Once we have found the appropriate relative ancestor, we attempt to find the floating element's clipping container. The clipping container is an element that: 1) has overflow set to something other than visible, and 2) is either an ancestor of the relative ancestor, or is itself the relative ancestor. Again, if we cannot locate such an element, we will use document.body as the clipping container.

Once we have the clipping container, its bounding box is used as the viewport for the position calculation (see the next section). If the clipping container ends up being document.body, we take one additional step, allowing the clipping rectangle to be at least as tall as the window. This is done because the body element doesn't take up the full window size by default, but we still want to allow the entire space to be used as the viewport for the position calculation. It may be a good idea to ensure that this clipping container element also contains the anchor element and is scrollable. This will ensure that if scrolled, the anchor and floating element will move together.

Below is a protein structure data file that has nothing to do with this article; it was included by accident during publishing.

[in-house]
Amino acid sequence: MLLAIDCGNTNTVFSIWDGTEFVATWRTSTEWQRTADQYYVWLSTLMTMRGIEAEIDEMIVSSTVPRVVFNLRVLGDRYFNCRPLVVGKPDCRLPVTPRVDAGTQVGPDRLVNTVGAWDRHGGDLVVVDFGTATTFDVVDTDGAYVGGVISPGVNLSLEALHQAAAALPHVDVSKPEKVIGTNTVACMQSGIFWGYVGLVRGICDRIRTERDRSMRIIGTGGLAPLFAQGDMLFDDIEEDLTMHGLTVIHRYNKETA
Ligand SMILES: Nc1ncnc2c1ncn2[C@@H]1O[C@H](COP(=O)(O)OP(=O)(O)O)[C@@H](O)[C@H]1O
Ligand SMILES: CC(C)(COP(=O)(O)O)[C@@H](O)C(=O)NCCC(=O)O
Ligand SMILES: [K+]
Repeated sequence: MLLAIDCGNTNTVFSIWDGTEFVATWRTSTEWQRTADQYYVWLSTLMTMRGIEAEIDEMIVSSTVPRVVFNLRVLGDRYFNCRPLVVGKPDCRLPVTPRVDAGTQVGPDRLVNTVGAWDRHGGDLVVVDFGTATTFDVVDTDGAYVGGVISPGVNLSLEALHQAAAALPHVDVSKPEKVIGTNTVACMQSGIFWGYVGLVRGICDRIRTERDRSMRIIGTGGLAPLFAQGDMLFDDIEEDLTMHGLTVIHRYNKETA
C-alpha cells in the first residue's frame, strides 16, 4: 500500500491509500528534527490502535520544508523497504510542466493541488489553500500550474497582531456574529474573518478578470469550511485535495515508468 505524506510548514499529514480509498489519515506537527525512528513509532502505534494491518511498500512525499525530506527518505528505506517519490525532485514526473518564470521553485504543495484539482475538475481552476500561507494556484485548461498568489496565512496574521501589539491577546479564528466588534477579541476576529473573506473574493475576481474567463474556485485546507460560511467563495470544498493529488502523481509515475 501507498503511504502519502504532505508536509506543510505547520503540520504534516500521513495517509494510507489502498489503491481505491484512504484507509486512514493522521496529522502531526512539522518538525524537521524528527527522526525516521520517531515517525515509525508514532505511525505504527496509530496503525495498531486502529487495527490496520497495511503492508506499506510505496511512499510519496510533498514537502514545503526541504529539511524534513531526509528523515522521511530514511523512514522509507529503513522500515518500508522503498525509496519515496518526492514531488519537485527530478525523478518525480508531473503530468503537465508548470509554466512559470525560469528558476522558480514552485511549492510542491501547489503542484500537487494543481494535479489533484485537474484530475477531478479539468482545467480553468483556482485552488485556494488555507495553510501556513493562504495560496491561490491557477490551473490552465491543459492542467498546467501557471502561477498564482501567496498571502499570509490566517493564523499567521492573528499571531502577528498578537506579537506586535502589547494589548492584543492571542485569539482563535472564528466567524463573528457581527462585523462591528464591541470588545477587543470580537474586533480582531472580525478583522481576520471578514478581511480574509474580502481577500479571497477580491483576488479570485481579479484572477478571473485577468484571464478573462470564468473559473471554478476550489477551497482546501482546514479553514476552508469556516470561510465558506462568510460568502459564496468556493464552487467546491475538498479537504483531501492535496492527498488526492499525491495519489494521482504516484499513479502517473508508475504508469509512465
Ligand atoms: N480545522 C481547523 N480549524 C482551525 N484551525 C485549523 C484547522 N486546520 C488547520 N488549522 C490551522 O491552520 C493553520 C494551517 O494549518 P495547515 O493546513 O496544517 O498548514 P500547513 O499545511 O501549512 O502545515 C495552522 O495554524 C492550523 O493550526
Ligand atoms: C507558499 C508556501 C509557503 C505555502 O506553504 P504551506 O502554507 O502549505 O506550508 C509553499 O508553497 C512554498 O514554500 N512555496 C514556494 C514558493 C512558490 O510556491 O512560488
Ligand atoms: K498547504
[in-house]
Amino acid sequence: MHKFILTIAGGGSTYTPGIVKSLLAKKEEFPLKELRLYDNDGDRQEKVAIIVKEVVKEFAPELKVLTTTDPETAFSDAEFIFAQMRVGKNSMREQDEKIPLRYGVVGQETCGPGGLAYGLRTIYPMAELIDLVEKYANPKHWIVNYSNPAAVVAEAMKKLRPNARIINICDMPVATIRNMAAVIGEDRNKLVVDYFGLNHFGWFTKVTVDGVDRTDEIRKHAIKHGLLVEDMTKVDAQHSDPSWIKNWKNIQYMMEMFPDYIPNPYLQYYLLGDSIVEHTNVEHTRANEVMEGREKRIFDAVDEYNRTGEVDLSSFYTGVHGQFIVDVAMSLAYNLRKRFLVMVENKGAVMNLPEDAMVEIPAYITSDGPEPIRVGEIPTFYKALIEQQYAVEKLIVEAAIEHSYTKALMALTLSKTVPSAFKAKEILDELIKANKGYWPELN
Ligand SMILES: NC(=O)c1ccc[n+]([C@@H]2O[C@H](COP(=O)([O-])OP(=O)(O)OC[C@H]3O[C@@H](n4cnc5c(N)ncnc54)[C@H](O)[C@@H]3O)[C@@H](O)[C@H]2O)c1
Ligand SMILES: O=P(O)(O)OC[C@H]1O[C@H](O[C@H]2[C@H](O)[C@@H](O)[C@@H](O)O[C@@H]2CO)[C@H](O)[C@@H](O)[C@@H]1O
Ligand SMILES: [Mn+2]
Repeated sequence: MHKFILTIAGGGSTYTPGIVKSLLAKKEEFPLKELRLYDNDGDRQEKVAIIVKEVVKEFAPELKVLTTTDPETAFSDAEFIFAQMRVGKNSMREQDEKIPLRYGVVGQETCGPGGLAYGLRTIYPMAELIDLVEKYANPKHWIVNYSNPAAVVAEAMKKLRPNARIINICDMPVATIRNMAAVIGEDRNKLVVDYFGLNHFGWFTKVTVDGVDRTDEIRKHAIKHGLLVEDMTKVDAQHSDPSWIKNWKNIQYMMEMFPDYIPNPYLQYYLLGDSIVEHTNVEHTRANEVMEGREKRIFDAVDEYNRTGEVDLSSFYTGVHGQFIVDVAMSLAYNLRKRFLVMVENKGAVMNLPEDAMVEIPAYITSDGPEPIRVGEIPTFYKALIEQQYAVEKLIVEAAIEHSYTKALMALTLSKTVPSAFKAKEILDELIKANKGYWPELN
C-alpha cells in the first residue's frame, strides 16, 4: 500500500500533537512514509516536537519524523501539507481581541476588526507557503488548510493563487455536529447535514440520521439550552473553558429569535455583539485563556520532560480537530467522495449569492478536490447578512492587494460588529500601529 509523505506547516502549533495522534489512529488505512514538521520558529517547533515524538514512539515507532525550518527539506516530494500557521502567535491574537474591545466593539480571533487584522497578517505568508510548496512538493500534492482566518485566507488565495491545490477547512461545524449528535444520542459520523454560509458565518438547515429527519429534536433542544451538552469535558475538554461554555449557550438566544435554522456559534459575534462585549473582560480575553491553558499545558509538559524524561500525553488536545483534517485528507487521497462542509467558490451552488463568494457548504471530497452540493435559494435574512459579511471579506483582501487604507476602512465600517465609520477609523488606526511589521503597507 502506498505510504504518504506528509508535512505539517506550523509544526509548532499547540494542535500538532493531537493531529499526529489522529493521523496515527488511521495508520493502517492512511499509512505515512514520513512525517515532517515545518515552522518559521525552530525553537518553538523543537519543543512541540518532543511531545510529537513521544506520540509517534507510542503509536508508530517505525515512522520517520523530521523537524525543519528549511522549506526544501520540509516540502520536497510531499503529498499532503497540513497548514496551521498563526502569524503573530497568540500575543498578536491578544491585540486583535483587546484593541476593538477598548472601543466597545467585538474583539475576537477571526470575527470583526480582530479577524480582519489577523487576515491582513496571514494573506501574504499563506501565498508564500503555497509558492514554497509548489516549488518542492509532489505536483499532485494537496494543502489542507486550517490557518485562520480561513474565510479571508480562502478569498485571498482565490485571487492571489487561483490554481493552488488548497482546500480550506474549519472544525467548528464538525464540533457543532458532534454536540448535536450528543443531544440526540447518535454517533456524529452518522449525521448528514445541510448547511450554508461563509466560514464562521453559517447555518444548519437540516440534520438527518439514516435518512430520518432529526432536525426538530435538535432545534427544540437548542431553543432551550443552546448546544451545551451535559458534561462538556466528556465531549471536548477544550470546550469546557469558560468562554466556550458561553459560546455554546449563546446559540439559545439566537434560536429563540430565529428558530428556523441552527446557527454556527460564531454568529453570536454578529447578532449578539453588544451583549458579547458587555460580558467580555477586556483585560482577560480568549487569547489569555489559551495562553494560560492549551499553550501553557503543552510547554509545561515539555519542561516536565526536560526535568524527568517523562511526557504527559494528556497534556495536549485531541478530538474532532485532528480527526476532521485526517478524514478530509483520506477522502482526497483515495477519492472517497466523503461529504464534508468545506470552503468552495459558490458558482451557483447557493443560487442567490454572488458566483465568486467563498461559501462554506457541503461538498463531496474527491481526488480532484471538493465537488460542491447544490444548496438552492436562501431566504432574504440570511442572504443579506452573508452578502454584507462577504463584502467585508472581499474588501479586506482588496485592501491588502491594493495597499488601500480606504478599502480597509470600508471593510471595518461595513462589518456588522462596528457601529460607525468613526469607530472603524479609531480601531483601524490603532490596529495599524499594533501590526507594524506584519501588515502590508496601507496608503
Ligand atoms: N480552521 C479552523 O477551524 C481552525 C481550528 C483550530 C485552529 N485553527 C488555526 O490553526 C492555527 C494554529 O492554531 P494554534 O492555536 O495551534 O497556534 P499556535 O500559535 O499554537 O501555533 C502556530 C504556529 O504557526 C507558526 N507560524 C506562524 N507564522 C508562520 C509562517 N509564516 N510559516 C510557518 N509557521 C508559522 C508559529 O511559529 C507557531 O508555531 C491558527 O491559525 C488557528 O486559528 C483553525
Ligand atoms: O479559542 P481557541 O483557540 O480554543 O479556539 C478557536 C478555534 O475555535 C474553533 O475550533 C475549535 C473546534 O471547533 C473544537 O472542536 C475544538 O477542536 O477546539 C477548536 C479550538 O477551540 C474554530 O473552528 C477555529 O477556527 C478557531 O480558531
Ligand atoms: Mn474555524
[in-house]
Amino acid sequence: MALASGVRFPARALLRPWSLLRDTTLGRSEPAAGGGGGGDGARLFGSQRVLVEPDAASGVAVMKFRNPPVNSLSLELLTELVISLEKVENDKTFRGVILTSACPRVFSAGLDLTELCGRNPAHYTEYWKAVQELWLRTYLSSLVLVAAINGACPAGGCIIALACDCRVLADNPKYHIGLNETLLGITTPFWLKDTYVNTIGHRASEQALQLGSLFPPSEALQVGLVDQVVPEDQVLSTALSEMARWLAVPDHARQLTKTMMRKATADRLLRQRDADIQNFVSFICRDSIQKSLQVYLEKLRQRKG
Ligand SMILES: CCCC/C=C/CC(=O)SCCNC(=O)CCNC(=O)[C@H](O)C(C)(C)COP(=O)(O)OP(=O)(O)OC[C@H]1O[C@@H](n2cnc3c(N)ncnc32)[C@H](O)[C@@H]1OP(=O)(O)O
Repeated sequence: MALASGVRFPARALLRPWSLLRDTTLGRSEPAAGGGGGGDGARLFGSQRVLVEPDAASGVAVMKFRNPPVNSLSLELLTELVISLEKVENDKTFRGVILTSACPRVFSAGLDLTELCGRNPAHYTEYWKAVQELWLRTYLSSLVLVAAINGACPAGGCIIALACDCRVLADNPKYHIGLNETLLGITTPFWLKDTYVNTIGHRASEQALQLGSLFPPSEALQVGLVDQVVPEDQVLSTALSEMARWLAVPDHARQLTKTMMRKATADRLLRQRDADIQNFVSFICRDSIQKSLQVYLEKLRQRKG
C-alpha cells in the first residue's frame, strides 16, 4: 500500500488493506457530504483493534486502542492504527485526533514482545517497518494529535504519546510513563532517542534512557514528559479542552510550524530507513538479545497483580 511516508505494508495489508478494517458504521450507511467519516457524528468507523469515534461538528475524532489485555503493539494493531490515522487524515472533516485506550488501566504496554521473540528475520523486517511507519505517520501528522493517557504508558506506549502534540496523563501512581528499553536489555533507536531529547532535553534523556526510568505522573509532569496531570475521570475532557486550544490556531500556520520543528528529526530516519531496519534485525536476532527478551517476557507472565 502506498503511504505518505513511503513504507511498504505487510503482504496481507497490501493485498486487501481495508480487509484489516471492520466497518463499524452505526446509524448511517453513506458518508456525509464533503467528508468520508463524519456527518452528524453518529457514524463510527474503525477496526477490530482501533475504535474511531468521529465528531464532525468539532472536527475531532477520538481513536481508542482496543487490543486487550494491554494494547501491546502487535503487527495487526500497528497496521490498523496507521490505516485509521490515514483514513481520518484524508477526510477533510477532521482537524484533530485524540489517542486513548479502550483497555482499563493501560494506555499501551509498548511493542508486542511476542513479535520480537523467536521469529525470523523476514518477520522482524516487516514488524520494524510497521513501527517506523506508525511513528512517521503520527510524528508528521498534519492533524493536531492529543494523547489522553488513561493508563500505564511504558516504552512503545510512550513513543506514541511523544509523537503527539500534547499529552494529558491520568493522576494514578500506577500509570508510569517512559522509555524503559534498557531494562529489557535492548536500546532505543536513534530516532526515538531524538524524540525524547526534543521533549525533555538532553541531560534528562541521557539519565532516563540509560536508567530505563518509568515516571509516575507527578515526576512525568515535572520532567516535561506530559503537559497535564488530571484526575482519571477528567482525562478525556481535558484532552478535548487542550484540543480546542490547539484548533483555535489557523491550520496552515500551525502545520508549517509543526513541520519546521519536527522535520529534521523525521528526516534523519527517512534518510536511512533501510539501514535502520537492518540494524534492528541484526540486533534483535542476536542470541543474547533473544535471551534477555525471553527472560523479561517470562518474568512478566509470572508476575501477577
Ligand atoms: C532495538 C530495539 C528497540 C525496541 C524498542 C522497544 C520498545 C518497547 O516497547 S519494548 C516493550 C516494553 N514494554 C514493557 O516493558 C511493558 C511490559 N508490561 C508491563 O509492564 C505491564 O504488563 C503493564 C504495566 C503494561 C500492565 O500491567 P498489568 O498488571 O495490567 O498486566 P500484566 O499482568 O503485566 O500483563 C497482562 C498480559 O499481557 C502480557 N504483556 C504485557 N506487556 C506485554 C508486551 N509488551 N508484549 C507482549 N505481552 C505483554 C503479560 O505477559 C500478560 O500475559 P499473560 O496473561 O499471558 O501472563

Positioning and overflow

With the positions and sizes of the above DOM elements, the algorithm calculates the (x, y) coordinate for the floating element. Then, it checks to see if, based on the floating element's size, if it would overflow the bounds of the container. If it would, it does one of two things:

A) If the overflow happens in the same direction as the anchor side (e.g. side is 'outside-bottom' and the overflowing portion of the floating element is the bottom), try to find a different side, recalculate the position, and check for overflow again. If we check all four sides and don't find one that fits, revert to the bottom side, in hopes that a scrollbar might appear. B) Otherwise, adjust the alignment offset so that the floating element can stay inside the container's bounds.

For a more in-depth explanation of the positioning settings, see PositionSettings below.


Deploy Storybook to see a live demo of anchoredPosition.


const settings = {